Religious leaders call for increased collaboration on climate change, inequality

A climate change march with interfaith participants in Vatican City in 2015. Photo by: Mat McDermott / GreenFaith / CC BY-NC-ND

NEW YORK — Hundreds of global religious leaders convened in New York on Wednesday to press for continued collaboration across faiths on some of the world’s toughest development issues, including growing rates of inequality and worsening impacts of climate change.

Members of Religions for Peace International will outline their strategic plan for 2020 in closed-door sessions on Thursday and Friday in New York, ahead of what is expected to be a challenging new year for humanitarian needs, according to recent findings by the U.N. Office for the Coordination of Humanitarian Affairs.

“We hear a lot about how religion is the cause of conflict, which means religions working together are going to have to be part of the solution.”

— Azza Karam, coordinator, U.N. Interagency Task Force on Religion and Development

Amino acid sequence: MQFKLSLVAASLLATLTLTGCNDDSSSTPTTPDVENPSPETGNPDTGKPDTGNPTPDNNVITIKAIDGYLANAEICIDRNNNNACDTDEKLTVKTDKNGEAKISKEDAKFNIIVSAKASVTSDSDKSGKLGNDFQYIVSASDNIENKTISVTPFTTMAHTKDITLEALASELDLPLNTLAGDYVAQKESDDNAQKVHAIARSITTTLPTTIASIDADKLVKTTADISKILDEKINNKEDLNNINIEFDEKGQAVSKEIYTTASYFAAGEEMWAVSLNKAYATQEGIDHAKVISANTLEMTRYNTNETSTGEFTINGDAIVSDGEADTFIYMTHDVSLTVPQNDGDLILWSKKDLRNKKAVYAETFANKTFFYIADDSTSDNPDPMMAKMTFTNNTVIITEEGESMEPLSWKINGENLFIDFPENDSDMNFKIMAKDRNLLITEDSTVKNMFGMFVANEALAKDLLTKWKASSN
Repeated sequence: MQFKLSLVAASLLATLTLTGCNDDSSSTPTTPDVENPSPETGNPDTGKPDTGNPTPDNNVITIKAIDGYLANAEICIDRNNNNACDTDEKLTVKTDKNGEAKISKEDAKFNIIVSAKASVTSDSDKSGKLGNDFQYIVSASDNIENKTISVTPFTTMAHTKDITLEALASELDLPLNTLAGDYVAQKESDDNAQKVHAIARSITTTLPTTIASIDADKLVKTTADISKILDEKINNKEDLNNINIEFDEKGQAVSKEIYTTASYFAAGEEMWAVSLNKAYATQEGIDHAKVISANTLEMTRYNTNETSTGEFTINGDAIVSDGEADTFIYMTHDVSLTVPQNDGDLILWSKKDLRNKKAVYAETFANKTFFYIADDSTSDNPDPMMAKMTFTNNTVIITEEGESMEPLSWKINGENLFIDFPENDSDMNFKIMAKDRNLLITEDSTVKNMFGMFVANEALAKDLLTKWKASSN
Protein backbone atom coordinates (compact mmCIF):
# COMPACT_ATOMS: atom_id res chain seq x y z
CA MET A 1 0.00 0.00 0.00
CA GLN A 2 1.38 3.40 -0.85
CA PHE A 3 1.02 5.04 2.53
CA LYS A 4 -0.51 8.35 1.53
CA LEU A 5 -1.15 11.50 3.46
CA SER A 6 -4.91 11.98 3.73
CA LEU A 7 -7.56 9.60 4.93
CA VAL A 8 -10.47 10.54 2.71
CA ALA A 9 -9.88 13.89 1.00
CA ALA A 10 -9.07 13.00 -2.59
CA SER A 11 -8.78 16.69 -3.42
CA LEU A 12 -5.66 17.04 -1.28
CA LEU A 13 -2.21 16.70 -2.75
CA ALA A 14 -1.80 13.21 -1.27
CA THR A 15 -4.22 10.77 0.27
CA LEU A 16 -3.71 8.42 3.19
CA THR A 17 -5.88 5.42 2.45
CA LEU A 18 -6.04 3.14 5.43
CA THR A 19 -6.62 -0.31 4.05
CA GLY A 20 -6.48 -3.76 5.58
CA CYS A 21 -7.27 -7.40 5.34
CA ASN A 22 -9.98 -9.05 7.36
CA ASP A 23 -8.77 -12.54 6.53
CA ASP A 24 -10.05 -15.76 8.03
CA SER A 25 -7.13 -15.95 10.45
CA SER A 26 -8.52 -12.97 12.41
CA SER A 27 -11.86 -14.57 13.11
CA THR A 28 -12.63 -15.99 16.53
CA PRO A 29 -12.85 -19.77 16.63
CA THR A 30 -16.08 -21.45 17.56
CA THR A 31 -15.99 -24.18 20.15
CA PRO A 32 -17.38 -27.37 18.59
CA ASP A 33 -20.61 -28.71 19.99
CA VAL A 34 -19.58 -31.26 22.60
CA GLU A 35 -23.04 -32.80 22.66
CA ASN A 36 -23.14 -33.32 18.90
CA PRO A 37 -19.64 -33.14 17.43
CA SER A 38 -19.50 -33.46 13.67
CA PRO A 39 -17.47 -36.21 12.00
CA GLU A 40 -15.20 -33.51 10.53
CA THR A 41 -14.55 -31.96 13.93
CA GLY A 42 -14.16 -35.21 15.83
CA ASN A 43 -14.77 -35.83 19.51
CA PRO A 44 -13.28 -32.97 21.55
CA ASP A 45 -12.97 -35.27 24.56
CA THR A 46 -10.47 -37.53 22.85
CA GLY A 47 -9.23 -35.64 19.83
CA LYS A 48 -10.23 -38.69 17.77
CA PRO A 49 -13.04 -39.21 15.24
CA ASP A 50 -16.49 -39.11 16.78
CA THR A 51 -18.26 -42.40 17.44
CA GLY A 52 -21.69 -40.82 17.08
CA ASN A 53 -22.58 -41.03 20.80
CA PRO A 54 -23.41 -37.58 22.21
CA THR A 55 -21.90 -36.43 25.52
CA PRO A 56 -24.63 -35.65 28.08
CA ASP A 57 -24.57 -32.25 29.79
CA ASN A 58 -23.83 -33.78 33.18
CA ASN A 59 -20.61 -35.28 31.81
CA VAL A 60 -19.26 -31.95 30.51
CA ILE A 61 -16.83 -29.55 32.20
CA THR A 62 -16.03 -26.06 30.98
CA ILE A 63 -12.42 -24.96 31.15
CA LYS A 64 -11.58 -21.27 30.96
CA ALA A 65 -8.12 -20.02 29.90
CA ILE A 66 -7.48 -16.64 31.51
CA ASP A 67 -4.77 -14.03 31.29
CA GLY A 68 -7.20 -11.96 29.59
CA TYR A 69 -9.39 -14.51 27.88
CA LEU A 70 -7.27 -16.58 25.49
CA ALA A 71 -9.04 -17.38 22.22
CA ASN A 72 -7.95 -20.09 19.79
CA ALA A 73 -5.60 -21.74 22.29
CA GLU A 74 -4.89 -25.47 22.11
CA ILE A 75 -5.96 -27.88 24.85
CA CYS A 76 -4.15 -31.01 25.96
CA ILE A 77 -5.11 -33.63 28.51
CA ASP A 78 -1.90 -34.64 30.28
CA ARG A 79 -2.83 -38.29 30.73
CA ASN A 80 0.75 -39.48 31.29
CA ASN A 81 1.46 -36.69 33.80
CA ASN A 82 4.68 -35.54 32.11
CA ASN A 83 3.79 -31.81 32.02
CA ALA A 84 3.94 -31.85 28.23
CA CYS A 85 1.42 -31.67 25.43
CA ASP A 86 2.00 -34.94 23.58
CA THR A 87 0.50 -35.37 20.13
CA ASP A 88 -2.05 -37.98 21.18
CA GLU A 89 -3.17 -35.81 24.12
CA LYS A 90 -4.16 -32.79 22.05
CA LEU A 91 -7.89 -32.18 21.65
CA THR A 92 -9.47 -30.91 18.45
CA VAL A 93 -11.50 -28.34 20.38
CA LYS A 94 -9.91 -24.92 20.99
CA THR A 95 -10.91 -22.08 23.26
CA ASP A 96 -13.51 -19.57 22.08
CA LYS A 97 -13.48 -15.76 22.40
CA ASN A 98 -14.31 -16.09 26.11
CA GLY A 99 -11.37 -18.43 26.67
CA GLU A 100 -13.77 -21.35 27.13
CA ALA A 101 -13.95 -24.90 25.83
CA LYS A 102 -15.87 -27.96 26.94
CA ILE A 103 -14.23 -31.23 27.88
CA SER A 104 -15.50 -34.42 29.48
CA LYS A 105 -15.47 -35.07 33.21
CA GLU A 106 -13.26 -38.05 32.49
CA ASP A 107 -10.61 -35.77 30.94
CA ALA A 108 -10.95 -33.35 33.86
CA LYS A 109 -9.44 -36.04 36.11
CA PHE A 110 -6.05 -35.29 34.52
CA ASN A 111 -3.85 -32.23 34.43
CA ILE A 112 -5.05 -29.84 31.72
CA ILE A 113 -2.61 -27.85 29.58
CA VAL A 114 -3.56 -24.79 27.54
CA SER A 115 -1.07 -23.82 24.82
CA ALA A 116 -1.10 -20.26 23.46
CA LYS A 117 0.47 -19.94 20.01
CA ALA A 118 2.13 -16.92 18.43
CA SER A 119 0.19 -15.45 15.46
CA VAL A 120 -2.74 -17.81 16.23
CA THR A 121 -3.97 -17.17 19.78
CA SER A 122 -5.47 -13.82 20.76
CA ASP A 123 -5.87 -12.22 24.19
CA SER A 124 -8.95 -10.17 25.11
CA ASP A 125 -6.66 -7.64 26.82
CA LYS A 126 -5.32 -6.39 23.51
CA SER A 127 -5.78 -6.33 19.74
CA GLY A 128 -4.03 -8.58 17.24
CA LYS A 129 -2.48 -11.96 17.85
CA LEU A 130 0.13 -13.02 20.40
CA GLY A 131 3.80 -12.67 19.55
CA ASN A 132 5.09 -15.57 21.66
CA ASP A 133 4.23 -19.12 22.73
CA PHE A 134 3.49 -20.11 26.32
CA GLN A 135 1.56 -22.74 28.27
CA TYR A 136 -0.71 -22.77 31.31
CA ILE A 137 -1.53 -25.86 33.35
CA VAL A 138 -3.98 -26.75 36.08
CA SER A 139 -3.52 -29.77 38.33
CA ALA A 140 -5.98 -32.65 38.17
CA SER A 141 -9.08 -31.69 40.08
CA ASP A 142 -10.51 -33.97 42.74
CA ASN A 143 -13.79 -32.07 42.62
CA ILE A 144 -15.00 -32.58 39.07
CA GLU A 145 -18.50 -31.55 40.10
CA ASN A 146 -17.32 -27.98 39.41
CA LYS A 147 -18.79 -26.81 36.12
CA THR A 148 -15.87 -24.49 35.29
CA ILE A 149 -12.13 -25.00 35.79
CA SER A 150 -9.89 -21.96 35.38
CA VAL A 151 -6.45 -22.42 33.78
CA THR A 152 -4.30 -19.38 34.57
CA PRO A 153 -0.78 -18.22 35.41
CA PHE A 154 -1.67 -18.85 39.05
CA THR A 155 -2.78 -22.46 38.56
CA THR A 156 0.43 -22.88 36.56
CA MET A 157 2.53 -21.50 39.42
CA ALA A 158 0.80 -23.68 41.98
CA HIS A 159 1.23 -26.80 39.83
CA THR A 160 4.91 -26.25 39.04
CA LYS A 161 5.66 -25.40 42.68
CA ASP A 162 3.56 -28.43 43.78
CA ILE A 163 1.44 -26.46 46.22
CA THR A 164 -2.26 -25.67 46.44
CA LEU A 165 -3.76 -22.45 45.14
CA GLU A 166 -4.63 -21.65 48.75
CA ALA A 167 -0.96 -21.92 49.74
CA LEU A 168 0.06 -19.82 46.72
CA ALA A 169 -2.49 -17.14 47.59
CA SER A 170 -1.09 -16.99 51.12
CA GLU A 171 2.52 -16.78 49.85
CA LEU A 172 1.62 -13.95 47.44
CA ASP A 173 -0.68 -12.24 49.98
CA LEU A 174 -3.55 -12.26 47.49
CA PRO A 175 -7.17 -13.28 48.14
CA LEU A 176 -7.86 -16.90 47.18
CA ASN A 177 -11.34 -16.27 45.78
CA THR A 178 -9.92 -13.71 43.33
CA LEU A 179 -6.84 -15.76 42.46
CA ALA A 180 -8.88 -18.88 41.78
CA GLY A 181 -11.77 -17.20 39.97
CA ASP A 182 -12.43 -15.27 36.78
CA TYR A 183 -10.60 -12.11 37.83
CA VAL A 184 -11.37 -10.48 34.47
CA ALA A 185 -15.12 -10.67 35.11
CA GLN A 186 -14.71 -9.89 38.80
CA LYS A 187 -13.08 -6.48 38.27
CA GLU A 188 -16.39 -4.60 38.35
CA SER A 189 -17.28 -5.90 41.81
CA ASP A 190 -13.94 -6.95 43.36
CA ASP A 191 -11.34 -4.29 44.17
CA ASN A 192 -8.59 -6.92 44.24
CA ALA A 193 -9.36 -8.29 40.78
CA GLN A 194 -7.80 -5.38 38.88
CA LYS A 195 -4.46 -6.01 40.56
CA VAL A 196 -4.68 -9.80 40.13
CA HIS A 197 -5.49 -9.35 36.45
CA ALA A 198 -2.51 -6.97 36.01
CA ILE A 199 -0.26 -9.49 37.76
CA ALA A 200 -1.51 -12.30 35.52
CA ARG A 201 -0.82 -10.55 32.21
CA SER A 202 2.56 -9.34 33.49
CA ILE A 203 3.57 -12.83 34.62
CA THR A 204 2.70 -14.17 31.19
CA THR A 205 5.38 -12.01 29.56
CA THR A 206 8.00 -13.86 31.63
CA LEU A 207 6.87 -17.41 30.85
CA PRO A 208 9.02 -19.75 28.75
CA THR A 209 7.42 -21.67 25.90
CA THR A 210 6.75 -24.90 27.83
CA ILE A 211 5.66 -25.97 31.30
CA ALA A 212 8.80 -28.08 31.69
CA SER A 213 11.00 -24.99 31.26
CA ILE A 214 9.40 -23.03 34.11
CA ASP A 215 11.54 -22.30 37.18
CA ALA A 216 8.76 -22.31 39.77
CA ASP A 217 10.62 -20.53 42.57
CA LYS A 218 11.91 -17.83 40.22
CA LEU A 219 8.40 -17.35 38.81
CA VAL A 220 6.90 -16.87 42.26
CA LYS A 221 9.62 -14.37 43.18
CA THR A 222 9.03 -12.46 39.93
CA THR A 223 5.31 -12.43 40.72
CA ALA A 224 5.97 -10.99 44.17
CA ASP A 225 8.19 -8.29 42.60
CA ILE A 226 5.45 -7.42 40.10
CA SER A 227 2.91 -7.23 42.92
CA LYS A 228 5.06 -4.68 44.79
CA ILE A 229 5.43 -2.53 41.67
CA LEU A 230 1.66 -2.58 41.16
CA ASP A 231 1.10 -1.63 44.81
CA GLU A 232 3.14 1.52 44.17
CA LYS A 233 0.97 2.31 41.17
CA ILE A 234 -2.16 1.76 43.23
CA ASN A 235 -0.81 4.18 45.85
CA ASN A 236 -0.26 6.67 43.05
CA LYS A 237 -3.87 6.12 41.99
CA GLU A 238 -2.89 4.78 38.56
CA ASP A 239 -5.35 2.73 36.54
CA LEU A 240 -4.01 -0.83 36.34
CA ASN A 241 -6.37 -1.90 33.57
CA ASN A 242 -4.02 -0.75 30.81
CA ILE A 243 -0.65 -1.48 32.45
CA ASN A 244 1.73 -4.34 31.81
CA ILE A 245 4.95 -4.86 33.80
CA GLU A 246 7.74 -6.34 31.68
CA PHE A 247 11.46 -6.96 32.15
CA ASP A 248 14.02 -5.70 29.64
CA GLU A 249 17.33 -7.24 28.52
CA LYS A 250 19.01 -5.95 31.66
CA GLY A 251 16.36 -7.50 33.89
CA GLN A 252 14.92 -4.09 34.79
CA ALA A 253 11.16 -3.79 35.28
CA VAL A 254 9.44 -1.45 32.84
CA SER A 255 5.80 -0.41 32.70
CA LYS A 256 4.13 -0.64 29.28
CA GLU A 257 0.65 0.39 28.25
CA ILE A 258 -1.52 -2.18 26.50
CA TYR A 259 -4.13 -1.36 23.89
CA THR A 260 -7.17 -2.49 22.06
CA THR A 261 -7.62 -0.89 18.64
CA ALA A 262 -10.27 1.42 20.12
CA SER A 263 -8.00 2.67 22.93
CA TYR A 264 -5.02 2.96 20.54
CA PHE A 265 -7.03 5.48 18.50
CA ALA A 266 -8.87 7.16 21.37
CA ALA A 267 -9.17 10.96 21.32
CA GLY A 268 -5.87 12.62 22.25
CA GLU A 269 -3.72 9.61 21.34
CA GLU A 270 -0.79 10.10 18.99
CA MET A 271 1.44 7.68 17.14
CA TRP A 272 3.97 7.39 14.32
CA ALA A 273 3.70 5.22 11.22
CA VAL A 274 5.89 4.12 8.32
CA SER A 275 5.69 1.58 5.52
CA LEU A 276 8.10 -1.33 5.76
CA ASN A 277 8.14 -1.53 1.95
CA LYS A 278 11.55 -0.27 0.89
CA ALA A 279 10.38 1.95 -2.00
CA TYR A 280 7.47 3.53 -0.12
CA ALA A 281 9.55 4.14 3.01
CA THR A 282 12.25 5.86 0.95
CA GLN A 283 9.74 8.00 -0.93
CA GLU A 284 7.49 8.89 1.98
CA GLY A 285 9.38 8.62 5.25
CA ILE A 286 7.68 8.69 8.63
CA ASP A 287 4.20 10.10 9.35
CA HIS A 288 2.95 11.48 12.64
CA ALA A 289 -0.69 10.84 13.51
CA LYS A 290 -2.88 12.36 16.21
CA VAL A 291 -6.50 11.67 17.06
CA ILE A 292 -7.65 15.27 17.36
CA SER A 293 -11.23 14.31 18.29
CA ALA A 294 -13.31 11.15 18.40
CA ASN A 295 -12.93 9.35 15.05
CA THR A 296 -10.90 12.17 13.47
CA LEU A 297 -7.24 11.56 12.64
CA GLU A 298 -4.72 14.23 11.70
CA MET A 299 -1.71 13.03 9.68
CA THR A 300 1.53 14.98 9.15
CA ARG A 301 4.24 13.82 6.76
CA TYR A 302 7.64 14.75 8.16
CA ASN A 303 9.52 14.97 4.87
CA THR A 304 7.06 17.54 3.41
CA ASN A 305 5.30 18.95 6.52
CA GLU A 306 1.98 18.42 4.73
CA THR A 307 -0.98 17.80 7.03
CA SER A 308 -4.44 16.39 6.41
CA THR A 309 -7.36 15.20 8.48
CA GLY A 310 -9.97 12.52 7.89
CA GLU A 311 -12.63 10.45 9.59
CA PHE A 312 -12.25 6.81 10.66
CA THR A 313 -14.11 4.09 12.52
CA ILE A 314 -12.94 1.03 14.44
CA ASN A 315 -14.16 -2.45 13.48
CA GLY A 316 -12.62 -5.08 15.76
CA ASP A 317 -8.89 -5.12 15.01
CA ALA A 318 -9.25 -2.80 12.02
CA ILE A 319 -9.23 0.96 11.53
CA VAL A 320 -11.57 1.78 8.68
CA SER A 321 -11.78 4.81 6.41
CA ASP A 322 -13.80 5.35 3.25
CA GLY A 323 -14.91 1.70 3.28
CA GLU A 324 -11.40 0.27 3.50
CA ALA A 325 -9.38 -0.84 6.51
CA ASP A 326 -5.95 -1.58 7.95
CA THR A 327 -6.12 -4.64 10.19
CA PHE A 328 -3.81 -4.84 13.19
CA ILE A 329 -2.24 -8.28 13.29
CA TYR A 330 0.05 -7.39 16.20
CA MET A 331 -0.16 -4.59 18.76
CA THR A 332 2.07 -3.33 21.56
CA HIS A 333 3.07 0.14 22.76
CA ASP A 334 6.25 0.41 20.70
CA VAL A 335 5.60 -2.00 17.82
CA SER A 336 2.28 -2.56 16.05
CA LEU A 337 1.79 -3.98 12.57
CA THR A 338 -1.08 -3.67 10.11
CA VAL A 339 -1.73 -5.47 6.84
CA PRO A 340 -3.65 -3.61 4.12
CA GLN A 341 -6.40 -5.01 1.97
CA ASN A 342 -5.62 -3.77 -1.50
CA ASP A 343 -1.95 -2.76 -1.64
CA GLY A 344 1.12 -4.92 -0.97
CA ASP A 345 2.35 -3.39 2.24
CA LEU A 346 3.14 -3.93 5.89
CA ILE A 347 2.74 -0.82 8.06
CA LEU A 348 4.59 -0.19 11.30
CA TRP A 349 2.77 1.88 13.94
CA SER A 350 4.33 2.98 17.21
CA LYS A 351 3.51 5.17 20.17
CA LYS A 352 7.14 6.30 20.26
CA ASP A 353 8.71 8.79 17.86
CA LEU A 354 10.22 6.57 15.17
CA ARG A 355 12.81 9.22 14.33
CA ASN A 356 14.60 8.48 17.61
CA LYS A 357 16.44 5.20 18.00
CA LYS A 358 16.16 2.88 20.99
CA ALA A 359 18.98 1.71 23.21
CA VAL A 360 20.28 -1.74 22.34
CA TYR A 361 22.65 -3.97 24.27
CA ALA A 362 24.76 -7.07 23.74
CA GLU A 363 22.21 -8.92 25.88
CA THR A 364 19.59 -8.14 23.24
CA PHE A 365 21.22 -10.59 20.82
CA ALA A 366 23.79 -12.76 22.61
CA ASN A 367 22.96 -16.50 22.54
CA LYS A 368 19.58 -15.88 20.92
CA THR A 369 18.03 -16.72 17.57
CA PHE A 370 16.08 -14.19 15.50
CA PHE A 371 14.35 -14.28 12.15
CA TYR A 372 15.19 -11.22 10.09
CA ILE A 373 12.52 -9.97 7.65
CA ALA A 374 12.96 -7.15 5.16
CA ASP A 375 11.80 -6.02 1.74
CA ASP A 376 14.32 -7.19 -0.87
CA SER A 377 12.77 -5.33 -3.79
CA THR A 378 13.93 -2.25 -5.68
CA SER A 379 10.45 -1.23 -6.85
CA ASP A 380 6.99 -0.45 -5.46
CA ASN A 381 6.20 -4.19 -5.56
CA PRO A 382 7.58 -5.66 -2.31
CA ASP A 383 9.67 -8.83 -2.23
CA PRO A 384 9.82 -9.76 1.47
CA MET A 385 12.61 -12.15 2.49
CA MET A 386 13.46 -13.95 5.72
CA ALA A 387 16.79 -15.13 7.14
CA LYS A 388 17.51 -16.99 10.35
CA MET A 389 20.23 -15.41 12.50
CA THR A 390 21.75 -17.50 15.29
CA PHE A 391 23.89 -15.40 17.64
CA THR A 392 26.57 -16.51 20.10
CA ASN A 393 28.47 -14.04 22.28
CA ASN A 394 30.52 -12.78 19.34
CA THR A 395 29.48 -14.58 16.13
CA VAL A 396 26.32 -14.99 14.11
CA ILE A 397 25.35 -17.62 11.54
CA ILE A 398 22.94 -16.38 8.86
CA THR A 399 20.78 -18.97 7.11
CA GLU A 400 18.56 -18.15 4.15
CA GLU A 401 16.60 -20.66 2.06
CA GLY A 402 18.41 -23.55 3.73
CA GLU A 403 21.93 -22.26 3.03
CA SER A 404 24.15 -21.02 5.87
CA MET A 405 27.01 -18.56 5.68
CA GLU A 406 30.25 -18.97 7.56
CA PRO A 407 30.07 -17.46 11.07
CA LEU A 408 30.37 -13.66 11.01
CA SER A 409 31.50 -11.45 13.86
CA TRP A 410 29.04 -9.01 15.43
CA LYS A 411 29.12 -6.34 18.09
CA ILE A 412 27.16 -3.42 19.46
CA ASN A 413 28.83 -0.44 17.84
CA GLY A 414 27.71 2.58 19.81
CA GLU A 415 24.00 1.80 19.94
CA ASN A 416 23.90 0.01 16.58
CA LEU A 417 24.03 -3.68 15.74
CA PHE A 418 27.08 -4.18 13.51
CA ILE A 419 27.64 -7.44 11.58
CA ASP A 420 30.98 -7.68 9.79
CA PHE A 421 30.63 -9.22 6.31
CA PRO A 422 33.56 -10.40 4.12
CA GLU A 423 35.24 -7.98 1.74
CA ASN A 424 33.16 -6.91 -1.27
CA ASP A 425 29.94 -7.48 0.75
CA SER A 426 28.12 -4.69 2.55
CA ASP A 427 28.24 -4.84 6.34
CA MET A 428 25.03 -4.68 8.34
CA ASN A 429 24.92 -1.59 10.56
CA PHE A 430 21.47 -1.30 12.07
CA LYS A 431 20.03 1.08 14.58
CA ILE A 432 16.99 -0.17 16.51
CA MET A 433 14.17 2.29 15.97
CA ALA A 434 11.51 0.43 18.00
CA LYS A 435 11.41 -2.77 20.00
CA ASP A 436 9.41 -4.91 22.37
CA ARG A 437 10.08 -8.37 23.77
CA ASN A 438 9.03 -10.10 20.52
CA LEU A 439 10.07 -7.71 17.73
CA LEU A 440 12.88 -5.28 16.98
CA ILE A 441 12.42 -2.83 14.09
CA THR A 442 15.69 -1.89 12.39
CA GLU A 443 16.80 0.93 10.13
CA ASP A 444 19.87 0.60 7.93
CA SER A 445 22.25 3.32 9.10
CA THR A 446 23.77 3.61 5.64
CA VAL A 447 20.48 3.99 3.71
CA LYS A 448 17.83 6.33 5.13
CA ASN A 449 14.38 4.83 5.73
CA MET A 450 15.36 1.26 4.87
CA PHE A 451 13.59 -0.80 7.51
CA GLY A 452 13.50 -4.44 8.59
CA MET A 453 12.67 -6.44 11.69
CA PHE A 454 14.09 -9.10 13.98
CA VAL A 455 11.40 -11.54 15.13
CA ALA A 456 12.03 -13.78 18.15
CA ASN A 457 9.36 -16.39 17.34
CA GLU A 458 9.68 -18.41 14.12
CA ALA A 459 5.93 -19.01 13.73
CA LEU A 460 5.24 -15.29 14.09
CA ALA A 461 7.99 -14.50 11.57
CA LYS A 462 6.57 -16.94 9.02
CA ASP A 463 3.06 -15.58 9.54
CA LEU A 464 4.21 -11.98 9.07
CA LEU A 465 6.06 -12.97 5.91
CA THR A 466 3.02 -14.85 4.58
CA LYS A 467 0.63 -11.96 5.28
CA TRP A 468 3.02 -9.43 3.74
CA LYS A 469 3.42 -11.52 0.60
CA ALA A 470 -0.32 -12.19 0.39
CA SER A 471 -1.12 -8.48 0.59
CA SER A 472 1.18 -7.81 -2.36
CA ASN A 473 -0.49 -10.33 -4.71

Faith-based organizations are often the first responders to humanitarian emergencies and also have significant advocacy influence on their constituencies, according to Azza Karam, coordinator for the U.N. Interagency Task Force on Religion and Development and a facilitator of this week’s Religions for Peace International forum.

Religions for Peace, an international network, has six regional and more than 90 national interreligious bodies and engages in direct peace-building work in conflict and post-conflict settings, as well as advocacy work on rainforest preservation and violence against women, among other issues.

“The question should be: What is it that we cannot do? If we argue that 8 out of 10 people claim a particular religious affiliation, that is basically the world. The question becomes: How do you not work with those people?” Karam said during a media briefing.

Religious organizations should continue to amplify policy influence on inequality, climate change, and other challenges, Karam told Devex in a sit-down interview on the sidelines of the forum. She explained that consistent collaboration could help these organizations build their own messages and, in some cases, avoid cases of redundancy in their work.